As a theory neoliberalism is seductively persuasive—as long as one accepts that there are economic laws as true as scientific laws. But there is little hard evidence that neoliberalism works well in practice. As its name indicates, neoliberalism is a modern reworking of classical economic liberalism. Associated particularly with the politics and ideas of the nineteenth century, above all in Britain, classical liberalism has impressive intellectual credentials stemming from the thought of, among others, Adam Smith and John Stuart Mill. The history of nineteenth-century Britain is instructive for some of the strengths and weaknesses of economic liberalism. On the one hand, liberal policies (e.g. lack of regulation) helped the phenomenal economic growth set off by industrialization; on the other hand, they also generated some truly dreadful social conditions. In theory, by maximizing profit and increasing wealth, everyone will benefit (or, rather, all those who deserve to—the lazy and the workshy, for example, will deservedly not benefit); but this is not how it turned out in practice. For example, although profits are increased from, for example, the employment of cheap child labour, what resulted was not only suffering children but also depressed adult wages and increased adult unemployment. Such was the moral outrage at the social effects of economic liberalism, that the only remedy was for the state increasingly to intervene in the social and economic sphere, by regulating working conditions and alleviating poverty and its results.
The neoliberal Tory vision of society has clear echoes of liberal nineteenth-century society. David Cameron’s idea of the ‘Big Society’ (which still occasionally sees the light of day in his pronouncements) is in essence a modern take on the nineteenth century: promote laissez-faire capitalism, rein in government and state intervention in social and economic regulation, and encourage philanthropy, charity and human kindness to fill in the gaps. It’s an optimistic vision, but one for which the evidence is hardly encouraging. There were certainly philanthropists in the nineteenth century, but philanthropy and charity on their own had a minimal impact on the alleviation of social problems. In the US, the most neoliberal of all western countries, there is a long tradition of philanthropy, but American society is nevertheless beset by levels of poverty and inequality—and increasing ones at that—that dwarf those of western Europe. When, during the election campaign, the Tories unveiled a policy that would, through statutory paid leave, compel employers to enable workers to undertake voluntary and charitable work, it was perhaps an unspoken acknowledgement that neoliberalism may not work.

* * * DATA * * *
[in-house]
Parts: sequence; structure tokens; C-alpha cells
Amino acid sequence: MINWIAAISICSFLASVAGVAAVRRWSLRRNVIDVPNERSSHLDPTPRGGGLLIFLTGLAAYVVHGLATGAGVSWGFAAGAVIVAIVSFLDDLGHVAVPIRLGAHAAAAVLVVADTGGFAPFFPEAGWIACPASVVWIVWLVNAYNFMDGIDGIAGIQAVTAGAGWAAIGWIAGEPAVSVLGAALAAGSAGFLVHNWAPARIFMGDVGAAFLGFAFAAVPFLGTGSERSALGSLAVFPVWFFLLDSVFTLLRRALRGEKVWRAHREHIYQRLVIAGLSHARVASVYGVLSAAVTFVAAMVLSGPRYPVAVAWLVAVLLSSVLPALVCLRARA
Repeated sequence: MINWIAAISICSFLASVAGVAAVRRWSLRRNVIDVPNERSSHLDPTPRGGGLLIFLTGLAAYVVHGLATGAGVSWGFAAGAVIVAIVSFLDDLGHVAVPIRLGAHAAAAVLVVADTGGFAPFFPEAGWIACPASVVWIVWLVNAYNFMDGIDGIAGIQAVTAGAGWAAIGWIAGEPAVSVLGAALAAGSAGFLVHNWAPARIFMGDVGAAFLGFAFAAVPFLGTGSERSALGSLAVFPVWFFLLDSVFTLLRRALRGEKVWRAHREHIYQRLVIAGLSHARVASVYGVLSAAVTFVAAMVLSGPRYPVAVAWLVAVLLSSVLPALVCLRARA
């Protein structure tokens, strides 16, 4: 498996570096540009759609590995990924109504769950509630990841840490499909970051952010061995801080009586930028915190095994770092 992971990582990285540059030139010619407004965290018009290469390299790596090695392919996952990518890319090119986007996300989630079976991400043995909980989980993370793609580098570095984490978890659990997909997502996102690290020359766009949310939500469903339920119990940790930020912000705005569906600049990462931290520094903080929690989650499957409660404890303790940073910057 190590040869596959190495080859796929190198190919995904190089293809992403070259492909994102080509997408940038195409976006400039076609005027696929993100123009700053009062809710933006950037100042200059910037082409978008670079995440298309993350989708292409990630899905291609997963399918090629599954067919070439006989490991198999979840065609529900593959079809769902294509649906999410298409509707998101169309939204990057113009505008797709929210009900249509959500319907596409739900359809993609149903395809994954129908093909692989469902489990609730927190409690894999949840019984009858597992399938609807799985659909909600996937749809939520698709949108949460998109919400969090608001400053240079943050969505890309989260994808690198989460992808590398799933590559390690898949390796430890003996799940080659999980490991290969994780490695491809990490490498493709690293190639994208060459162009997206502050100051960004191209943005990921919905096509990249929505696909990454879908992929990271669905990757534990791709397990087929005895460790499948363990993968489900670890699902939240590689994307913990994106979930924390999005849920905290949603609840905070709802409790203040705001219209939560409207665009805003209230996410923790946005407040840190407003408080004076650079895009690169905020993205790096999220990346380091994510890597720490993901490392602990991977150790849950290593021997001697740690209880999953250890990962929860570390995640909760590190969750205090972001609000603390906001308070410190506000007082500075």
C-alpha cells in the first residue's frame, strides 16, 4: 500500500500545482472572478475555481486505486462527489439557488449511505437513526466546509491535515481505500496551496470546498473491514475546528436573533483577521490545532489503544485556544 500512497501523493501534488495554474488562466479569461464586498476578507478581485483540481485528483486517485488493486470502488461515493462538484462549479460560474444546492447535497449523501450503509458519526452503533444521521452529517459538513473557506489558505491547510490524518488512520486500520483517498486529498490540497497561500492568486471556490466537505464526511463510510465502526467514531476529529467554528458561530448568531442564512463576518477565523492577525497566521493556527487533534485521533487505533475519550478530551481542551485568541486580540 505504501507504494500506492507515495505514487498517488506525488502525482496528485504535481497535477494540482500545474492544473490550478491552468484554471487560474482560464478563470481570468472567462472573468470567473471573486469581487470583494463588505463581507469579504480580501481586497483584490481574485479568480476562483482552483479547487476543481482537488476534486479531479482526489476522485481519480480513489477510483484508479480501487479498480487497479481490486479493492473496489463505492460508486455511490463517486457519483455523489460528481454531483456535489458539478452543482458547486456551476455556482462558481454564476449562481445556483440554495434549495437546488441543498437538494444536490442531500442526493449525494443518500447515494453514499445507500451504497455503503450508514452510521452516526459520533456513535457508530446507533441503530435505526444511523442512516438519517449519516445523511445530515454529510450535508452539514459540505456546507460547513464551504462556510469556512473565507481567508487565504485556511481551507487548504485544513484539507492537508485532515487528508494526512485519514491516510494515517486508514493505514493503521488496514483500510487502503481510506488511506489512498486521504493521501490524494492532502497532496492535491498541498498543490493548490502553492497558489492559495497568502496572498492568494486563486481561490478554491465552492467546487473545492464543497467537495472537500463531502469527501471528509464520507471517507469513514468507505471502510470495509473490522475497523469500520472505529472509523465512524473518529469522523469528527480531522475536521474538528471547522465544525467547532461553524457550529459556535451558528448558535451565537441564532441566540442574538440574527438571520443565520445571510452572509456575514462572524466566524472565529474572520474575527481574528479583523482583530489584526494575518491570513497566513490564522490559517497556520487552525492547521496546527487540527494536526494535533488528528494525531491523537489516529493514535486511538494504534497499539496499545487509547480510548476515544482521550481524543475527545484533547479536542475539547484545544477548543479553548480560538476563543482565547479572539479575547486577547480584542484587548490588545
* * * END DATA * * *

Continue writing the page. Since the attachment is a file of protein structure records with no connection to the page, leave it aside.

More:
Austerity and the ‘shock doctrine’ so beloved of the IMF (and US) have similarly provided little real evidence that they work. As has been well documented (by, for example, Joseph Stiglitz and Naomi Klein), despite repeatedly failing to achieve the desired results, the IMF has for decades nevertheless relentlessly pushed on with its blinkered neoliberal policies, convinced that the rarefied theories of the Chicago School economists trumps the actual evidence before its eyes. In so far as problems were acknowledged, these were usually attributed to the failure of countries to move to a fully free market quickly enough, or to the continuing intervention of governments in economic policy. Even in cases where the IMF policies had some success, it was only a small part of society who benefited—not a surprise to critics of the IMF and neoliberalism, but not the anticipated outcome expected by the IMF and neoliberals themselves.